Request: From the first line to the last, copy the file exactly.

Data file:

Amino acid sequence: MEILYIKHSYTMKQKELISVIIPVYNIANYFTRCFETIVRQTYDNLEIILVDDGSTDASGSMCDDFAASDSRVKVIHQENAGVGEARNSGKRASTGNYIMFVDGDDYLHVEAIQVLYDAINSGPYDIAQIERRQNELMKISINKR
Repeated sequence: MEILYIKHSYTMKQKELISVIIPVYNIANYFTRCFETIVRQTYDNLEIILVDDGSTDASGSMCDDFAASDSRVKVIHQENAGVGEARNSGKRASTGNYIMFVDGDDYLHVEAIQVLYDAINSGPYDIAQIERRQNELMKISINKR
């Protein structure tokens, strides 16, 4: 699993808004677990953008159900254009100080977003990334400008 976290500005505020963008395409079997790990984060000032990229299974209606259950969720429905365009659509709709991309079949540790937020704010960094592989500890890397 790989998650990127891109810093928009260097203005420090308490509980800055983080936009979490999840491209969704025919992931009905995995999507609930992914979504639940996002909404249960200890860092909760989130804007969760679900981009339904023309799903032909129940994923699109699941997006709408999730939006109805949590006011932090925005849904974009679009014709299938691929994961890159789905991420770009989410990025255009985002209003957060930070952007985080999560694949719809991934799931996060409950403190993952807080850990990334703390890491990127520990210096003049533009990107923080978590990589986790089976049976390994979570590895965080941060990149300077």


Amino acid sequence: MEILYIKHSYTMKQKELISVIIPVYNIANYFTRCFETIVRQTYDNLEIILVDDGSTDASGSMCDDFAASDSRVKVIHQENAGVGEARNSGKRASTGNYIMFVDGDDYLHVEAIQVLYDAINSGPYDIAQIERRQNELMKISINKR
Repeated sequence: MEILYIKHSYTMKQKELISVIIPVYNIANYFTRCFETIVRQTYDNLEIILVDDGSTDASGSMCDDFAASDSRVKVIHQENAGVGEARNSGKRASTGNYIMFVDGDDYLHVEAIQVLYDAINSGPYDIAQIERRQNELMKISINKR
């Protein structure tokens, strides 16, 4: 699993808004677990953008159900254009100080977003990334400008 976290500005505020963008395409079997790990984060000032990229299974209606259950969720429905365009659509709709991309079949540790937020704010960094592989500890890397 790989998650990127891109810093928009260097203005420090308490509980800055983080936009979490999840491209969704025919992931009905995995999507609930992914979504639940996002909404249960200890860092909760989130804007969760679900981009339904023309799903032909129940994923699109699941997006709408999730939006109805949590006011932090925005849904974009679009014709299938691929994961890159789905991420770009989410990025255009985002209003957060930070952007985080999560694949719809991934799931996060409950403190993952807080850990990334703390890491990127520990210096003049533009990107923080978590990589986790089976049976390994979570590895965080941060990149300077």